Moving to a foreign city is pure chaos: there’s a lot of things you have to take into account, and no easy way for reaching all that information. Aina, a iOS and Android app, shows you data to decide if moving is a good idea, and it also helps during the process.
This is a Case Study of the final project I made in two weeks during Ironhack’s UX / UI Design Bootcamp.
As a solo project, I was responsible of both the research and design processes.
You can see all my UX / UI work on davidperez.me
Moving abroad = chaos + a lot of doubts
People mostly moves because they got a job on that area, or because they want to study on another city, between other reasons. And moving home is one of the most stressful life-events for people, according to E.ON’s research.
And this stress is amplified if we’re moving to a foreign country. How much does things cost on that city? How can I find a new place to call home? Which tramites do I have to start with the local government, or with other entities?
“If we had known Dublin was that expensive, we wouldn’t have moved. Or we would have asked for more money.”
Remark during an user interview
All that information is important to make a decision, but this data is often hidden and distributed around various websites. Or it’s just available if you have access to an obscure expat group on Facebook. That doesn’t help when you’re doing a life-changing decision that provoques that level of stress.
Aina, Your Helper While You’re Moving Out
Aina not only helps you to make a decision with personalized data, or let the user explore various cities to move. Aina also helps while you’re moving, pointing out which actions you should make next. And it even makes settling in easier, finding communities based on your preferences.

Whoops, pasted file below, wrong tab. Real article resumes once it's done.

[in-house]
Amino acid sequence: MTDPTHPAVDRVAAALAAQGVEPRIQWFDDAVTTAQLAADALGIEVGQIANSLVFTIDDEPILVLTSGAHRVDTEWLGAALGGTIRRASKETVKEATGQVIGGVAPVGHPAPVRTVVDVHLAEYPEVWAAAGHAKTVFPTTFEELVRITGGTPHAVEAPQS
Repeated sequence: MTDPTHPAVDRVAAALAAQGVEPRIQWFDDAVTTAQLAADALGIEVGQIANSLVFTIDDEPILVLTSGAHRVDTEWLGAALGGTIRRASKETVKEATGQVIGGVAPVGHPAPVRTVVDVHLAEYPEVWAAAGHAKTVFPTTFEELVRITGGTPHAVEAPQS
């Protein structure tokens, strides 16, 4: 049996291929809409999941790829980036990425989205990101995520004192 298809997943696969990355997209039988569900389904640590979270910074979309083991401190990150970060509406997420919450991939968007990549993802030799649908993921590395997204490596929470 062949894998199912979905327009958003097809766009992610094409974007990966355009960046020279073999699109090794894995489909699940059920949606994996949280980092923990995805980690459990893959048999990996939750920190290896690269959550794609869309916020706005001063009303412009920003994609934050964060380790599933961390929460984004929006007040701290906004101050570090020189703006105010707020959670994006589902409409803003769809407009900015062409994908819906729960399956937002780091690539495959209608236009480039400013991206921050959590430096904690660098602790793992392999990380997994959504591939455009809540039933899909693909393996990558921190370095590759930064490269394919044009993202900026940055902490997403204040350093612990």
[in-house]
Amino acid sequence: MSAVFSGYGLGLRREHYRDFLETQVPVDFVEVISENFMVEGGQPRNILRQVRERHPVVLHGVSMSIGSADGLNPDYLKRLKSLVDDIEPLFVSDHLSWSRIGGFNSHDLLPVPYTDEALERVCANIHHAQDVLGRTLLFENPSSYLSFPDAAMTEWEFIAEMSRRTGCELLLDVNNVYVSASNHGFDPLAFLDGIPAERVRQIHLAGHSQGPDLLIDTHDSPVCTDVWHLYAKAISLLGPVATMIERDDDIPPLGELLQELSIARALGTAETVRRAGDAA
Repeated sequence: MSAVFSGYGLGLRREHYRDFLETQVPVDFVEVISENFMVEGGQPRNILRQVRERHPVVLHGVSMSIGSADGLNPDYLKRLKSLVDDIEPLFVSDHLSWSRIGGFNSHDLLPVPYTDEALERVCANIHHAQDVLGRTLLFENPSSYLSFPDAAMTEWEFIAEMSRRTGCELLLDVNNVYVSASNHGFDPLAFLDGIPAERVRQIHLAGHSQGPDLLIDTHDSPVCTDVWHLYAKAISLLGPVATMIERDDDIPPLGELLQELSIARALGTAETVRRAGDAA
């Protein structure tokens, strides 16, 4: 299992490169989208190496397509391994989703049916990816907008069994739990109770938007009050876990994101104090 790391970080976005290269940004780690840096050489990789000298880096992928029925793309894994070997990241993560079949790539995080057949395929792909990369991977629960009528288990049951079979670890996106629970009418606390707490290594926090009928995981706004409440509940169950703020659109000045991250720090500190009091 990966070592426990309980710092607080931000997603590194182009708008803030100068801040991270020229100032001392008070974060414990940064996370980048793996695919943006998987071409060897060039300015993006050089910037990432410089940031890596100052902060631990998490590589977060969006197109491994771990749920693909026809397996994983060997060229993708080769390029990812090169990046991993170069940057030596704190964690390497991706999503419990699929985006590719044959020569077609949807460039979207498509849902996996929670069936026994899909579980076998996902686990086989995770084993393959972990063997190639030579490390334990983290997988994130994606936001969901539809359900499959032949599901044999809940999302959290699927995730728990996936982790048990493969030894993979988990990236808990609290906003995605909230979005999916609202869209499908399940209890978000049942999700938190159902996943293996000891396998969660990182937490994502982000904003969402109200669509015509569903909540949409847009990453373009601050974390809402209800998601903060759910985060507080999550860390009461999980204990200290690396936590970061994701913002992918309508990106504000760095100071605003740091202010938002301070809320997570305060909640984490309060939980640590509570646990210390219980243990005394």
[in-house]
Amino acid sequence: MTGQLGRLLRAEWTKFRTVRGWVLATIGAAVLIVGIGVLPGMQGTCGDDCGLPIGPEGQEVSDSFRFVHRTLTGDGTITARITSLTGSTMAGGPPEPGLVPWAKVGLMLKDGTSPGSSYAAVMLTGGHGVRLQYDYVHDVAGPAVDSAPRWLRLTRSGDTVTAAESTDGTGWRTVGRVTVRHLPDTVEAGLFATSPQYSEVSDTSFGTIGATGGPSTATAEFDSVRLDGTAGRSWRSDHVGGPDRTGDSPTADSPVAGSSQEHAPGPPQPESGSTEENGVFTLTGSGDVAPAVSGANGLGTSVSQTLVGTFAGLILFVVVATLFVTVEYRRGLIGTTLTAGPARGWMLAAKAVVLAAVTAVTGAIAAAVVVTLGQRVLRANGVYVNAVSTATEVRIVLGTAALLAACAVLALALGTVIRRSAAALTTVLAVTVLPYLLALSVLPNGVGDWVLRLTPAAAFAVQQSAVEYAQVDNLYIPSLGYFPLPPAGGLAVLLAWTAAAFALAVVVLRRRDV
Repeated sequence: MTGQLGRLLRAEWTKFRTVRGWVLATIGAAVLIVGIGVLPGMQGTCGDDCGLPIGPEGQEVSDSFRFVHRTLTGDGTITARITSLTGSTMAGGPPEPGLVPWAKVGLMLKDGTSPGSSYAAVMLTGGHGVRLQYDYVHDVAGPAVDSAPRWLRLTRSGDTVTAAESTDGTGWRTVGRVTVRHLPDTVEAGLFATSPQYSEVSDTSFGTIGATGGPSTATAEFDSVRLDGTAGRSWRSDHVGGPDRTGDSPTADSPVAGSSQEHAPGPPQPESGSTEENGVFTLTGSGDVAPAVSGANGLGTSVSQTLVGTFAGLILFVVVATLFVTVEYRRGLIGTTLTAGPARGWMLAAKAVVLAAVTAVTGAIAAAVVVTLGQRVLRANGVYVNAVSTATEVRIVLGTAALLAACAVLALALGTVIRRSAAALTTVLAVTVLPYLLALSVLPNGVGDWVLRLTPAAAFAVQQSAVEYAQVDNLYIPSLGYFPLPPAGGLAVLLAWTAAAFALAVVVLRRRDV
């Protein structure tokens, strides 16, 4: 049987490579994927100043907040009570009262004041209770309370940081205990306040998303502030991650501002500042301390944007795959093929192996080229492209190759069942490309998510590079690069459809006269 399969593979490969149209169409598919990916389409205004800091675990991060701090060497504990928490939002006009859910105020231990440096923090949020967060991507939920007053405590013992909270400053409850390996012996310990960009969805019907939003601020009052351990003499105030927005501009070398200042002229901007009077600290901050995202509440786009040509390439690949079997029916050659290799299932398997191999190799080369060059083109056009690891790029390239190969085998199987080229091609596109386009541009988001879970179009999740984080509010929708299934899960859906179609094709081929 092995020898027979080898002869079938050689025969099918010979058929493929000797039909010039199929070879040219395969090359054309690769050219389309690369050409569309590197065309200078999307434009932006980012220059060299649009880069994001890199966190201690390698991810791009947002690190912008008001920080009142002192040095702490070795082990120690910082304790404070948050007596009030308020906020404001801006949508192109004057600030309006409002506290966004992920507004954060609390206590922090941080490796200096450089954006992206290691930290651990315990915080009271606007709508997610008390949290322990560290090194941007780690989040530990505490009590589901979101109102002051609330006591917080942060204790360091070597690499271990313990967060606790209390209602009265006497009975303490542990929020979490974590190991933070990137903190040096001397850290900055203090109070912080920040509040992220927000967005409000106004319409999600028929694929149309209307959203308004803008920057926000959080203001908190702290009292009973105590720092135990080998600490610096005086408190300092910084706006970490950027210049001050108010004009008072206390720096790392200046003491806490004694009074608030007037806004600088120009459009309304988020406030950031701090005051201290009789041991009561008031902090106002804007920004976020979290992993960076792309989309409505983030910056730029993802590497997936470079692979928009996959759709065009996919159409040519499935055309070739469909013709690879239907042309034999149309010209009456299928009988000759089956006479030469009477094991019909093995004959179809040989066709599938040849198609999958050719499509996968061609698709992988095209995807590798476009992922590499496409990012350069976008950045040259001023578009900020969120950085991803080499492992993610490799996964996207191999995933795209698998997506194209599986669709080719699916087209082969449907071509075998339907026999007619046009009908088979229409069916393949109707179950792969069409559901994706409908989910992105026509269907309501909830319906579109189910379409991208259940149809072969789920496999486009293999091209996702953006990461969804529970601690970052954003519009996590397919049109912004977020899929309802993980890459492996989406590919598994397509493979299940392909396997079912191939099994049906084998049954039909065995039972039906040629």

- Aina lets you explore cities all around the world, to help you decide where you want to move (or dream about it)
- Once you’ve settled for a city you can explore all of its data in depth, and adjust your experience using filters
- Are you already convinced about moving? Aina ask you some questions, and based on your data it creates a schedule to make moving out easier
- And, because community is a key part for adapting into a new city, Aina helps you find new groups and people to meet with
How Aina Gives You Information (and Where It Is)
One of the key aspects of Aina is information:
- How much does a city cost?
- How can a user find a new job, or a place to live?
- Is there much paperwork involved?
According to user’s surveys and interviews, these are the most important factors when thinking about moving out. And all of that information is widely public, in a variety of sources (see the Competitive Analysis for more info on this).
But that sources aren’t always user-friendly, or they have too much information and are overwhelming. Or simply it’s available if you ask a person inside a closed-to-the-public, difficult to find, Facebook group.